There are two popular wrecks in Hurghada harbour - the El Mina minesweeper and within a minute dive the Mohamed Hasabella fishing vessel. The El Mina lies in about 32 metres depth, while the Mohamed Hasabella is slightly deeper at 34 metres. The bottom is made of hard coral mounts and is slightly undulating.
The El Mina is a Russian made T-43 minesweeper, which were built between 1947 and 1957. The Russian navy built a 178 of them, designed for twin duties of harbour protection / patrolling and mine clearing. Typically armed with 4 anti-aircraft guns, a depth charge launcher and up to 32 mines. Seven of these minesweepers were sold to the Egyptian navy in the 1960's.
Based on a number of interviews and some cross-referencing of information, the following story emerges (however, it can't be fully verified). In November 1966, Egypt had signed the "mutual defence agreement" with Syria. In early 1967, a number of attacks and incidents between the PLO and Israel, as well as between Jordan and Israel, meant the tension in the area was rising.
In May 1967, Gamel Abdel Nasser received false intelligence from his Russian allies, that Israel was amassing troops near the Syrian border, getting ready to attack. Nasser gave orders to start assembling troops on Sinai and he expelled the UN troops. The El Mina was given orders to protect Hurghada Harbour and Airport, but it was a "token" force, as the majority of the Egyptian forces (100,000 of 160,000 were deployed in Sinai) and the navy was to protect the army plus other critical installations.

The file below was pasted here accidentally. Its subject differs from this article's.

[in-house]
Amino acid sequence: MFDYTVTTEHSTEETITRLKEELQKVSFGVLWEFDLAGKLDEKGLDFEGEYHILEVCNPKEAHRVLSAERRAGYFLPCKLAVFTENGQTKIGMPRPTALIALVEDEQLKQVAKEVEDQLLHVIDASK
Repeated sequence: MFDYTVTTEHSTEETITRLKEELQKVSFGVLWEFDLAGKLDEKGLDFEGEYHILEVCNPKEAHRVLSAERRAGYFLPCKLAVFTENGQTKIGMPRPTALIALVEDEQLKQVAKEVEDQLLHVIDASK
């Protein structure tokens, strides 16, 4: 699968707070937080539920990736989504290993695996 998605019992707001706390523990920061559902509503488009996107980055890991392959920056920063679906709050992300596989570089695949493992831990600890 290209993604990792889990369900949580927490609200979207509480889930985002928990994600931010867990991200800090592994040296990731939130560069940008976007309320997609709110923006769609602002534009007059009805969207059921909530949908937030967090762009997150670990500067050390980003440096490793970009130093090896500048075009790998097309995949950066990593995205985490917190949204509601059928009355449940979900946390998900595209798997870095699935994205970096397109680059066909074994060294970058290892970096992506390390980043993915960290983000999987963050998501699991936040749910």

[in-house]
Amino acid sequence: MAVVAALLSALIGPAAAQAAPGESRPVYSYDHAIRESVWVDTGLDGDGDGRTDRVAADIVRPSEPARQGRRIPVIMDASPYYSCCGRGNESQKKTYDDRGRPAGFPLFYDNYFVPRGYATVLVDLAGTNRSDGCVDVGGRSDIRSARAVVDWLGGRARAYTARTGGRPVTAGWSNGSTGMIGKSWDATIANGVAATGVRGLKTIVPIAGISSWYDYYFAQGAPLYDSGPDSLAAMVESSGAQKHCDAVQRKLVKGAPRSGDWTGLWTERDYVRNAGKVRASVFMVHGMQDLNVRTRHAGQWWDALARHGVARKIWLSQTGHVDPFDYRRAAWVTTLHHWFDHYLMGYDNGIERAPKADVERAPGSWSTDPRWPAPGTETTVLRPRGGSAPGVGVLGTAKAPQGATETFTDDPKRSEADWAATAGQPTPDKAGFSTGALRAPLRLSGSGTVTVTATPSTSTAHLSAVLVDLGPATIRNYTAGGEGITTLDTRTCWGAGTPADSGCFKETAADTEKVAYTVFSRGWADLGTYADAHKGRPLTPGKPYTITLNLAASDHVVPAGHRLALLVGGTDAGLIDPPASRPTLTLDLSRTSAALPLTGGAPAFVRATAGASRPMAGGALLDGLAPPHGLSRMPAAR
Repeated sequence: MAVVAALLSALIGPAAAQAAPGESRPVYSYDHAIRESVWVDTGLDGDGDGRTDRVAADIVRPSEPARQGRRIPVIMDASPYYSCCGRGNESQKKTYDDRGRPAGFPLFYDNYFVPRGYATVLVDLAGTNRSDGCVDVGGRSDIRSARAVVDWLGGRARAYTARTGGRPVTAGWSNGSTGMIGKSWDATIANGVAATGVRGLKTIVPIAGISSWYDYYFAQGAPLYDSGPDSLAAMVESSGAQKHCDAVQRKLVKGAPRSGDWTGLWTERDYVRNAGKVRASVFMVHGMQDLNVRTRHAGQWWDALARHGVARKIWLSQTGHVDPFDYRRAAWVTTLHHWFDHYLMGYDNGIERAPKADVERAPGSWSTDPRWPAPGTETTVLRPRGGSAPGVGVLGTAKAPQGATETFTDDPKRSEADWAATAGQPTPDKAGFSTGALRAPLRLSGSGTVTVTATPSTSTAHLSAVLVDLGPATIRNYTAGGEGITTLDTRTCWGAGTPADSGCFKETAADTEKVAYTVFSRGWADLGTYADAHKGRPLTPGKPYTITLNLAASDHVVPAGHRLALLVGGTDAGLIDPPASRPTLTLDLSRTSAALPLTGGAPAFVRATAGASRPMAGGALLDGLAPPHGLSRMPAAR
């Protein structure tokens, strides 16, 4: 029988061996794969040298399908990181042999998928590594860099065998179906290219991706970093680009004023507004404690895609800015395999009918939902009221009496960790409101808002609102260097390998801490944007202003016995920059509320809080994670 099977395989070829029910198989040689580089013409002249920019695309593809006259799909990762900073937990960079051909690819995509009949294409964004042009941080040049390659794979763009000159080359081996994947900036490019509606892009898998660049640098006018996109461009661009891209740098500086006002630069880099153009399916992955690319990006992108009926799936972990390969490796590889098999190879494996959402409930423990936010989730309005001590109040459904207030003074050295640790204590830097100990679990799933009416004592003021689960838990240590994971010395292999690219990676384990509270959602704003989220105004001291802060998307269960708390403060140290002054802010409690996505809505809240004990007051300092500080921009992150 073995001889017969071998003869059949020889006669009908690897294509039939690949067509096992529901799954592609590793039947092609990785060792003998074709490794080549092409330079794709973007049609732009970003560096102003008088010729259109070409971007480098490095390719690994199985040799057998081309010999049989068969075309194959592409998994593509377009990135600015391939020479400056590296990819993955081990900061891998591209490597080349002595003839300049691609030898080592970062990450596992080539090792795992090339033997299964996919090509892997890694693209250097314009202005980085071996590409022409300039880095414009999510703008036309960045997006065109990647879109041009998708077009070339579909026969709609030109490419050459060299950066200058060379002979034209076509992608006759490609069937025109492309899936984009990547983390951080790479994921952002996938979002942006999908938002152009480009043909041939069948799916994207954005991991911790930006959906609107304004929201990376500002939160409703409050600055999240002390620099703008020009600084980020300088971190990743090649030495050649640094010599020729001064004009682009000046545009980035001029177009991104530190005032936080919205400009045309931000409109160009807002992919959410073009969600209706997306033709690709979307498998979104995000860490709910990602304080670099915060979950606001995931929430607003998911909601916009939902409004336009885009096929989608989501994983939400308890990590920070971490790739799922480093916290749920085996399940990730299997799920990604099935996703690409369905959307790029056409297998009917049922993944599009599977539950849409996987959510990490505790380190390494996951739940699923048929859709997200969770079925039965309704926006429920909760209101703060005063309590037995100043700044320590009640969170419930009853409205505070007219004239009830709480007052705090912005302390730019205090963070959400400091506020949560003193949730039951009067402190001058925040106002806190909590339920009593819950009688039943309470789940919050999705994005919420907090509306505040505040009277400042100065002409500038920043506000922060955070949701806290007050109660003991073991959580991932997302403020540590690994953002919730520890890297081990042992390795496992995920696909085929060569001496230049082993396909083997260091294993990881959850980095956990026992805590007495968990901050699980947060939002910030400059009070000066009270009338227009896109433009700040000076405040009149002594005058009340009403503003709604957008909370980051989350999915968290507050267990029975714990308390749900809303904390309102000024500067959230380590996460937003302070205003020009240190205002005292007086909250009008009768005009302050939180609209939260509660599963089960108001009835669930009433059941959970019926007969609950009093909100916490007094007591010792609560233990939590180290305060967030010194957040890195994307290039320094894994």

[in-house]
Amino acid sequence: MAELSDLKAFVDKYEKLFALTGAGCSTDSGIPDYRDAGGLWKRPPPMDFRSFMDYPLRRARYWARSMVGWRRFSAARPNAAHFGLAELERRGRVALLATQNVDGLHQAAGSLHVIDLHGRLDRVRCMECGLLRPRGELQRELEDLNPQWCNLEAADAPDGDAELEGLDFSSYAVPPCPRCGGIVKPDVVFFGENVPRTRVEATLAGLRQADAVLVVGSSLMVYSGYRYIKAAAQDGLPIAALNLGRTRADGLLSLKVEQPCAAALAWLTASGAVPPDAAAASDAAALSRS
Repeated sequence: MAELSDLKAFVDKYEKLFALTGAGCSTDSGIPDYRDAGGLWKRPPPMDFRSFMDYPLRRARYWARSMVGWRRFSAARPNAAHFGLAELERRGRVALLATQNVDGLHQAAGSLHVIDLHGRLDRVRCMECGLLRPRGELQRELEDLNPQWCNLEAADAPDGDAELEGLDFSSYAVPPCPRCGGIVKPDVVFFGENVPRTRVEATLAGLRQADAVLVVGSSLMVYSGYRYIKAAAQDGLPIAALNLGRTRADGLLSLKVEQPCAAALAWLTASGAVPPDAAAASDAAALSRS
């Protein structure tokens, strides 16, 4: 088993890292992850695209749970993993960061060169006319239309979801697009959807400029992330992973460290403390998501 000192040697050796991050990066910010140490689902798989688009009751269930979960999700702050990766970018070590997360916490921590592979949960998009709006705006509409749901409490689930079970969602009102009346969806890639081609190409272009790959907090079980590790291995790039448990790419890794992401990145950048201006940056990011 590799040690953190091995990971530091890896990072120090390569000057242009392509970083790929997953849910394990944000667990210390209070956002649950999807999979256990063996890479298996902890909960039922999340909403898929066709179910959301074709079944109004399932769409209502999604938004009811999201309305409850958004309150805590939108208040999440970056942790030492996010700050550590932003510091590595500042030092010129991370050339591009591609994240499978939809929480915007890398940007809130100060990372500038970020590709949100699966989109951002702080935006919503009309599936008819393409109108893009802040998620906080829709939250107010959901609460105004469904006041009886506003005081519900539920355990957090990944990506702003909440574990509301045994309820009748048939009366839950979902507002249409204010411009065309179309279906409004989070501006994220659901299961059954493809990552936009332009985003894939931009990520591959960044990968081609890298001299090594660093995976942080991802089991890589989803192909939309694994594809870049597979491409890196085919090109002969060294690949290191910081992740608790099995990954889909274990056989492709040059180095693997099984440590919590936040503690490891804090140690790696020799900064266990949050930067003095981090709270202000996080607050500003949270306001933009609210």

On June 4th, Israel launched Operation Focus, the start of the 6 day war. A surprise air attack to disable the Egyptian, Jordanian and Syrian Air Forces by destroying their planes and critical airfields. Major General Mordechai Hod launched the attack early on June 5th. The Israeli Air Force destroyed 18 airfields and 452 enemy planes. The Egyptian air defence system had been shut down during the time (two senior Egyptian Generals were on their own planes flying to Sinai to their troops - and the Egyptian Air Defence were afraid to shoot down their own generals) , allowing the IAF easy access.
After controlling the air space over Sinai, the following day June 6th, the IAF wave flew into Hurghada, seeing the El Mina moored in the bombing flight line. Three IAF jets came in low. They were spotted by the Captain of the El Mina who gave immediate order for battle stations and full power. However, she was moored both from the stern and bow, which meant she was not manoeuvrable. One of the IAF jets struck two large holes into her starboard side. She quickly took on water and sank - there were no reported deaths.